This was fascinating. A bit like the music collection I mention in the Jakarta blog there was a wide range of Thai traditional instruments. Prince Paribatra is considered one of Thailand’s most famous composers. Drums, gongs, xylophones, three string fiddles were on careful display. For example, there was a jakeh which is a three-string plucked zither. A body of hardwood is hollowed out from the bottom over which a flat soundboard is placed. This instrument has been in use in Thailand since the 14th century A.D. and is either played solo or in accompaniment with the Krachab Pi or as part of an ensemble such as the Mahori ensemble.
As I left a few tourists, who looked like they hailed from Japan, came in and, not being able to read a word of Thai or English, cheerfully ignored the Do Not Touch signs, grabbed a couple of the sticks and started bonging on the drums. The sound was impressive but I skedaddled sharpish. Accusations by irate Museum staff of being an accessory to a crime was not on my list of plans that day.
At this point I was able to head upstairs as all eight houses have a first storey which is the bulk of the Museum. House 5 had some more Banchiang artifacts, House 6 housed the Khon Museum. A khon is a masked dance telling stories from the Ramayana. There were several art forms from full-sized masks of the main heroes and villains, to puppets, clay figurines and a model battle. (see below in the gallery). House 7 had prehistoric artifacts from Kanchanaburi Province. A lot of ceramic ware was on display, green glazed friezes, Khmer pottery and terracotta. House 8 had exquisite crystal glassware, silverware and porcelain. House 4 (which is occasionally used for receptions and dinners) has a private chapel and a collection of Buddha images from all periods of Thai history. House 3 was mainly pentachromatic porcelain made in China with Thai designs, gold and silver nielloware and a few European and Thai drawings from the 17th century. Finally, I got to House 2 which contains Princess Chumbhot’s collections of rare rocks and minerals. I noted it was called “The Cave of Ali Baba”.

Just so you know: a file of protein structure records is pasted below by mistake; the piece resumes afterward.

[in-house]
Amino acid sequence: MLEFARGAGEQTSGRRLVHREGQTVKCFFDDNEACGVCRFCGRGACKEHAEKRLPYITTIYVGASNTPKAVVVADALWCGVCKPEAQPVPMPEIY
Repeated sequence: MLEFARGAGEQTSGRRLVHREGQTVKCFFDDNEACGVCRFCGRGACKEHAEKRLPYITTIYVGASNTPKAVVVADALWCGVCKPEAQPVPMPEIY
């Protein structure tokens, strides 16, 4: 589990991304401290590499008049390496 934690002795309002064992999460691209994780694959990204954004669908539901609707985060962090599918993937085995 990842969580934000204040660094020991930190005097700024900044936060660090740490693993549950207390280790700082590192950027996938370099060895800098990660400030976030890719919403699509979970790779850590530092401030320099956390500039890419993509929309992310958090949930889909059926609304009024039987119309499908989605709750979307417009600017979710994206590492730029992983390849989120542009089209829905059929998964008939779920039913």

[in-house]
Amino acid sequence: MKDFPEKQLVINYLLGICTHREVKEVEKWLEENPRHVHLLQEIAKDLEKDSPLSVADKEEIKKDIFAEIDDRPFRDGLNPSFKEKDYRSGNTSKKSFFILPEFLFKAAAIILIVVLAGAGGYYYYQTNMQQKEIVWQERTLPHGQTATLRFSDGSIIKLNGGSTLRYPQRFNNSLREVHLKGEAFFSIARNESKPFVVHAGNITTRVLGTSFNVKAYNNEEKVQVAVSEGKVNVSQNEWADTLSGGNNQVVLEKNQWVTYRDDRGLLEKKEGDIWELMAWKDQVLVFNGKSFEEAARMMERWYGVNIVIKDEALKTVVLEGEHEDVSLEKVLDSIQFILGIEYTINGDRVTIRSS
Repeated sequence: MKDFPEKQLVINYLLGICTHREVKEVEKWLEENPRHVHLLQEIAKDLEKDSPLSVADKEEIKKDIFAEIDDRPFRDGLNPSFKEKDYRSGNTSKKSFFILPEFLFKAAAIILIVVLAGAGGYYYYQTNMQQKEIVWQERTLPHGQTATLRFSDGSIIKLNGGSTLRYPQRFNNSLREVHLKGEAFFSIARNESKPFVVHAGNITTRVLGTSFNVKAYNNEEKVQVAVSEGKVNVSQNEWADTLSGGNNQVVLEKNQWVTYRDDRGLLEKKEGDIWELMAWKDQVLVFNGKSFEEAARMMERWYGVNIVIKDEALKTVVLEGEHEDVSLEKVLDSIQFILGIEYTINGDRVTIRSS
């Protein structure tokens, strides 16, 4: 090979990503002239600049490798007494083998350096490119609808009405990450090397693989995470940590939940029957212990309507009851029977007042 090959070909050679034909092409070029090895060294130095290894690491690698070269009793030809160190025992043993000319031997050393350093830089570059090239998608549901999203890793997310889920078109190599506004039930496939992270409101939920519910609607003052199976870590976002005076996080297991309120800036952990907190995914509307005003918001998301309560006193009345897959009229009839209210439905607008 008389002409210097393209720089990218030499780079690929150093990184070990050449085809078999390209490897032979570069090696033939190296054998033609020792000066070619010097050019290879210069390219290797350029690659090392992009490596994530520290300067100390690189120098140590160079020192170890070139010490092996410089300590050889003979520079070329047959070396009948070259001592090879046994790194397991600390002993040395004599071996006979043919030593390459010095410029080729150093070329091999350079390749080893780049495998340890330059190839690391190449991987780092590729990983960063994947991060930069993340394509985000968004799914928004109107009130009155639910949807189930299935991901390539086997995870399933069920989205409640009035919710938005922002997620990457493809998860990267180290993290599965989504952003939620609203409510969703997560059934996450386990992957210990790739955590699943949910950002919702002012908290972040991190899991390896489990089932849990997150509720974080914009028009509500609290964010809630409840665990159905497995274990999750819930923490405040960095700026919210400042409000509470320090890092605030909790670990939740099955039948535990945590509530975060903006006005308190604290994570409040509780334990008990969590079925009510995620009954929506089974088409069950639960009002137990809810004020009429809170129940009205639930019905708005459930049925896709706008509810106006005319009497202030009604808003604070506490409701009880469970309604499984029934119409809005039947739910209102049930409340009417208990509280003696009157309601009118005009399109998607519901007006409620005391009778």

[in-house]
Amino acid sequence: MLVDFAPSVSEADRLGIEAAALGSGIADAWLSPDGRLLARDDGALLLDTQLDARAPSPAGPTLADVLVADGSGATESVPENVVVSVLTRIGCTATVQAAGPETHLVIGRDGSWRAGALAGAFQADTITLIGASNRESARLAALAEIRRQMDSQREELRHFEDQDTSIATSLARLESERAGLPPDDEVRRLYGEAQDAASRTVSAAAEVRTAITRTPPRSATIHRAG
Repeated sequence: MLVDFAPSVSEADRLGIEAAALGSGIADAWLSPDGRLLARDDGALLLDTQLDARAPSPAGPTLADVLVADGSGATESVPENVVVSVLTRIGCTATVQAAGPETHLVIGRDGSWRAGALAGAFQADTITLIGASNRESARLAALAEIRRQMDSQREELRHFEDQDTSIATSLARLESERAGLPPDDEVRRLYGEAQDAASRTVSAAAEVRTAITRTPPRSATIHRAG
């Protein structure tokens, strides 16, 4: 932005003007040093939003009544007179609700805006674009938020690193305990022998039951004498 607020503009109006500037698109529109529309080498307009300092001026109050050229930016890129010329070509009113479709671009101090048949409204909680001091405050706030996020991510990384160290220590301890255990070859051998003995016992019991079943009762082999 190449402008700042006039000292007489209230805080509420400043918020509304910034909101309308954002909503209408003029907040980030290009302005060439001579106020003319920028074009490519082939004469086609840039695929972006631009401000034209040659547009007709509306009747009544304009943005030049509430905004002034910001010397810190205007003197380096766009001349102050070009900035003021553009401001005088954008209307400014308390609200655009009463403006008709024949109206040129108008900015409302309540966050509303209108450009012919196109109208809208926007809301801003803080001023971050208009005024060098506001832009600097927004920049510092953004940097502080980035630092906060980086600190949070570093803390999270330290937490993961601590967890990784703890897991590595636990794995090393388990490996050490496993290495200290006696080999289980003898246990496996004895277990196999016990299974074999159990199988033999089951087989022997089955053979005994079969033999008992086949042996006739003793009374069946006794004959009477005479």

In all I was there about 90minutes, but you could easily spend much longer examining every piece of art, every artifact, every design and piece of architecture. Unlike Jim Thompson’s houses (where the design and layout has similarities) I was given a plastic fan to attempt a cooling breeze. It was a pleasant amble, just me and a few tourists whose paths barely crossed (save the gong bonging); I do like that that in Thailand I seem able to find myself able to appreciate art, culture, history, ethnography without that lingering sense of “move on” you get in the packed cultural sites in the rest of the world. Being able to stand in a room all by yourself and just allow the sense of it to wash over you gives a visit an entirely novel perspective.
Anyway, here’s a gallery for you. It’s worth the 100Baht fee and easy to get to on the BTS.
oh….before I do that. here’s a photo of a grand old Mercedes. Nothing to do with the Museum, it was just parked by one of the Houses.
The gallery 😉
Is this what diplomacy is all about?